• 1847

    Richmonders William Haxall and Joshua Fry, inspired by a recent visit to Mount Auburn cemetery near Boston, decided to open a similar cemetery on the outskirts of Richmond. Together with 40 prominent Richmond subscribers, they started a company that would later be known as the Hollywood Cemetery Company. Notable architect John Notman of Philadelphia was enlisted to design the cemetery. He suggested the name “Hollywood” due to the large amount of holly trees that dotted its hills.

  • 1848

    An enclosure fence was built around the property, as well as an extensive system of gutters, drainage ditches, culverts and bridges. The company also constructed several lakes on the property, although these have since been filled in. Several roadways and paths were put in place, all of which are still visible in the original 40 acres of the cemetery.

  • 1849

    Hollywood Cemetery sold its first grave site.


  • 1851

    The first monument, as distinguished from a headstone, was placed in Hollywood Cemetery.

  • 1856

    The General Assembly passed an act incorporating the Hollywood Cemetery Company.

  • 1858

    1858The Commonwealth of Virginia reinterred the remains of President James Monroe to Hollywood Cemetery and erected the monumental James Monroe Tomb.


  • 1862

    1862President John Tyler was buried in President’s Circle, in front of the gravesite of former President James Monroe.

  • 1863

    1863Hollywood became one of the largest cemeteries in Richmond for military interments during the Civil War. One particular area of the cemetery became known as the Confederate Section due to the immense amount of Confederate soldiers that were buried there.

  • 1864

    Hollywood raised the price of adult burials from $4 to $20 and the price of child burials from $2 to $10.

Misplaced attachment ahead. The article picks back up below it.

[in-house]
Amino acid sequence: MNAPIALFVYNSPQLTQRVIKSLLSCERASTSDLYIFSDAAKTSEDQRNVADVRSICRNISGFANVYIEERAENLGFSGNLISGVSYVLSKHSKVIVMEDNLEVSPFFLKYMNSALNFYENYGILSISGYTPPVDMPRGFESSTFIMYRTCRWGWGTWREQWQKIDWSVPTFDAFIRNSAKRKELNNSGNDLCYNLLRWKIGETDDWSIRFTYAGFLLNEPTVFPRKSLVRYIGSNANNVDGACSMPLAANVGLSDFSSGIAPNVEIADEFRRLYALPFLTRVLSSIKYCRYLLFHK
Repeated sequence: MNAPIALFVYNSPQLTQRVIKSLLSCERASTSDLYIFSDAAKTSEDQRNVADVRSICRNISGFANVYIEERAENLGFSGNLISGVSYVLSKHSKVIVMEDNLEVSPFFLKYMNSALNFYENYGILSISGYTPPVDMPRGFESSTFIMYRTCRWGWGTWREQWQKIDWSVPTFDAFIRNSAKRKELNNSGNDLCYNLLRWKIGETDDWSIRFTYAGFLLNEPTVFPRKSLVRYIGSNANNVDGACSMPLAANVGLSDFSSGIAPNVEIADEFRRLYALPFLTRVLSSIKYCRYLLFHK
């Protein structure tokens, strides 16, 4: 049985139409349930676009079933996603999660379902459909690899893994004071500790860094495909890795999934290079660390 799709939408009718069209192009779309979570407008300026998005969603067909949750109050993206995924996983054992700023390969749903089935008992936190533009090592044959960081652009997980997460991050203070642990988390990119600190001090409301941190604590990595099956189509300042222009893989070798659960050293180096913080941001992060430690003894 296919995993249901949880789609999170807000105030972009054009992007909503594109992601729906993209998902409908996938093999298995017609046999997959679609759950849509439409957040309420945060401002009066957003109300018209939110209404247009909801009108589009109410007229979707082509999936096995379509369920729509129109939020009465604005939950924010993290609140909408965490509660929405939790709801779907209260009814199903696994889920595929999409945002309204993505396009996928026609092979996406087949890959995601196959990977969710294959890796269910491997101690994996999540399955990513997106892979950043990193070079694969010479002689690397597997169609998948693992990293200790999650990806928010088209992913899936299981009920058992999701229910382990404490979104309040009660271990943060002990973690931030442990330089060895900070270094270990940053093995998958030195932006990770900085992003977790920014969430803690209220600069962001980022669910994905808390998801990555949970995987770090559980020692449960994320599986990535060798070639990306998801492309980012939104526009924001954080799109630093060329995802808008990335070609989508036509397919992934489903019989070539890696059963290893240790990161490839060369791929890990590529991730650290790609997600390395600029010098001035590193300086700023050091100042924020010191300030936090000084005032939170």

• 1865

    All of Hollywood’s records, kept at the treasurer’s office in Richmond, were burned as fleeing Confederates set fire to the city.

  • 1866

    The Hollywood Ladies Memorial Association was founded to care for the graves of Confederate soldiers. The association reinterred an estimated 3,000 bodies from the Gettysburg battlefield to Hollywood Cemetery.

  • 1869

    1869The Pyramid, a monument dedicated to the Confederate soldiers buried at Hollywood, was erected due largely to the efforts of the Hollywood Ladies Memorial Association.


  • 1872-1873

    Confederate dead from the battle of Gettysburg were reinterred in Hollywood Cemetery in six shipments, arriving by steamship. The bodies were buried on a small rise in the Soldiers’ Section, now known as Gettysburg Hill.

  • 1877

    1877A new gatehouse, designed to look like the ruins of a stone tower was completed at a cost of $2,256.


  • 1892

    A Junior Hollywood Memorial Association was established, open to both boys and girls.

  • 1893

    Confederate President Jefferson Davis was reinterred in Hollywood Cemetery.

  • 1899

    1899A life-size bronze statue of Jefferson Davis, created by George Julian Zolnay, was unveiled in Davis Circle.


  • 1902

    The Ladies’ Hollywood Memorial Association unveiled a monument in the Soldiers’ Section for the 224 Confederate soldiers who are buried in Pittsville Cemetery, in Philadelphia.

  • 1904

    A new section on Midvale Avenue containing 148 lots was laid out on a lawn system.

  • 1909

    President William Howard Taft paid a visit to Hollywood Cemetery and was initially refused entrance because of his car (automobiles were not allowed in the cemetery). He was eventually allowed to enter.


  • 1911

    The cemetery company was surprised to learn that Hollywood had never been officially authorized by the city to serve as a burying ground. That bureaucratic oversight was quickly remedied.

  • 1915